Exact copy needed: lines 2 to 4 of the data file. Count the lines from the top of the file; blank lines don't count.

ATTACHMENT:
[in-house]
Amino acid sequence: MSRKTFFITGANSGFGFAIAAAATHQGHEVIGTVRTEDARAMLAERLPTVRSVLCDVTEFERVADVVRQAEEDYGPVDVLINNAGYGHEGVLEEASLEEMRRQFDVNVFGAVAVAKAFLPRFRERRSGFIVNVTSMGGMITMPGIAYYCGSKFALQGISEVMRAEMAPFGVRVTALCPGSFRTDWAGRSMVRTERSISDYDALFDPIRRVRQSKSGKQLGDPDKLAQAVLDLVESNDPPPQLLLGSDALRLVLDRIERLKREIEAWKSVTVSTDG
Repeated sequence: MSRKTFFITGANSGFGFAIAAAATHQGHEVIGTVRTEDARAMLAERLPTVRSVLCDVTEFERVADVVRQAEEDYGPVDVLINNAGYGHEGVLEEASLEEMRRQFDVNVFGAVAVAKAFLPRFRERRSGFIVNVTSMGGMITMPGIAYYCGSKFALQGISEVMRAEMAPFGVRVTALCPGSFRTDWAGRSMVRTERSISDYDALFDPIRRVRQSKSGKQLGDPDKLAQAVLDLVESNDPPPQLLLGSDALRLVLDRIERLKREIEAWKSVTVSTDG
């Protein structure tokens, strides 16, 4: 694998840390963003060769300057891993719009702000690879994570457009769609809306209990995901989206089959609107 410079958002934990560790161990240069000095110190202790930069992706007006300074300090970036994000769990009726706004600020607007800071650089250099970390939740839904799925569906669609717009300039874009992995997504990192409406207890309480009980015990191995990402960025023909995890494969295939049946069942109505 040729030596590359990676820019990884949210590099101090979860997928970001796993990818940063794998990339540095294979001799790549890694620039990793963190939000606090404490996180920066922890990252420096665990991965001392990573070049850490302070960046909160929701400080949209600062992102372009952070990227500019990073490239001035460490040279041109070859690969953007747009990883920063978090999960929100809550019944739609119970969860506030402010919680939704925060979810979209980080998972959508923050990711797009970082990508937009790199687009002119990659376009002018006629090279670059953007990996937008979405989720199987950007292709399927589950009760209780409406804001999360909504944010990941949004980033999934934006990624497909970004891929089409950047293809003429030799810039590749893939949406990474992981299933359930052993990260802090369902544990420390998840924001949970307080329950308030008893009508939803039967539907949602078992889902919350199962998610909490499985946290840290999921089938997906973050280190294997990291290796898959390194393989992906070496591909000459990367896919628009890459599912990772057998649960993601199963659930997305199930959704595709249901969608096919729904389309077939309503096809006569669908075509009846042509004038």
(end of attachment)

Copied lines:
Amino acid sequence: MSRKTFFITGANSGFGFAIAAAATHQGHEVIGTVRTEDARAMLAERLPTVRSVLCDVTEFERVADVVRQAEEDYGPVDVLINNAGYGHEGVLEEASLEEMRRQFDVNVFGAVAVAKAFLPRFRERRSGFIVNVTSMGGMITMPGIAYYCGSKFALQGISEVMRAEMAPFGVRVTALCPGSFRTDWAGRSMVRTERSISDYDALFDPIRRVRQSKSGKQLGDPDKLAQAVLDLVESNDPPPQLLLGSDALRLVLDRIERLKREIEAWKSVTVSTDG
Repeated sequence: MSRKTFFITGANSGFGFAIAAAATHQGHEVIGTVRTEDARAMLAERLPTVRSVLCDVTEFERVADVVRQAEEDYGPVDVLINNAGYGHEGVLEEASLEEMRRQFDVNVFGAVAVAKAFLPRFRERRSGFIVNVTSMGGMITMPGIAYYCGSKFALQGISEVMRAEMAPFGVRVTALCPGSFRTDWAGRSMVRTERSISDYDALFDPIRRVRQSKSGKQLGDPDKLAQAVLDLVESNDPPPQLLLGSDALRLVLDRIERLKREIEAWKSVTVSTDG
């Protein structure tokens, strides 16, 4: 694998840390963003060769300057891993719009702000690879994570457009769609809306209990995901989206089959609107 410079958002934990560790161990240069000095110190202790930069992706007006300074300090970036994000769990009726706004600020607007800071650089250099970390939740839904799925569906669609717009300039874009992995997504990192409406207890309480009980015990191995990402960025023909995890494969295939049946069942109505 040729030596590359990676820019990884949210590099101090979860997928970001796993990818940063794998990339540095294979001799790549890694620039990793963190939000606090404490996180920066922890990252420096665990991965001392990573070049850490302070960046909160929701400080949209600062992102372009952070990227500019990073490239001035460490040279041109070859690969953007747009990883920063978090999960929100809550019944739609119970969860506030402010919680939704925060979810979209980080998972959508923050990711797009970082990508937009790199687009002119990659376009002018006629090279670059953007990996937008979405989720199987950007292709399927589950009760209780409406804001999360909504944010990941949004980033999934934006990624497909970004891929089409950047293809003429030799810039590749893939949406990474992981299933359930052993990260802090369902544990420390998840924001949970307080329950308030008893009508939803039967539907949602078992889902919350199962998610909490499985946290840290999921089938997906973050280190294997990291290796898959390194393989992906070496591909000459990367896919628009890459599912990772057998649960993601199963659930997305199930959704595709249901969608096919729904389309077939309503096809006569669908075509009846042509004038």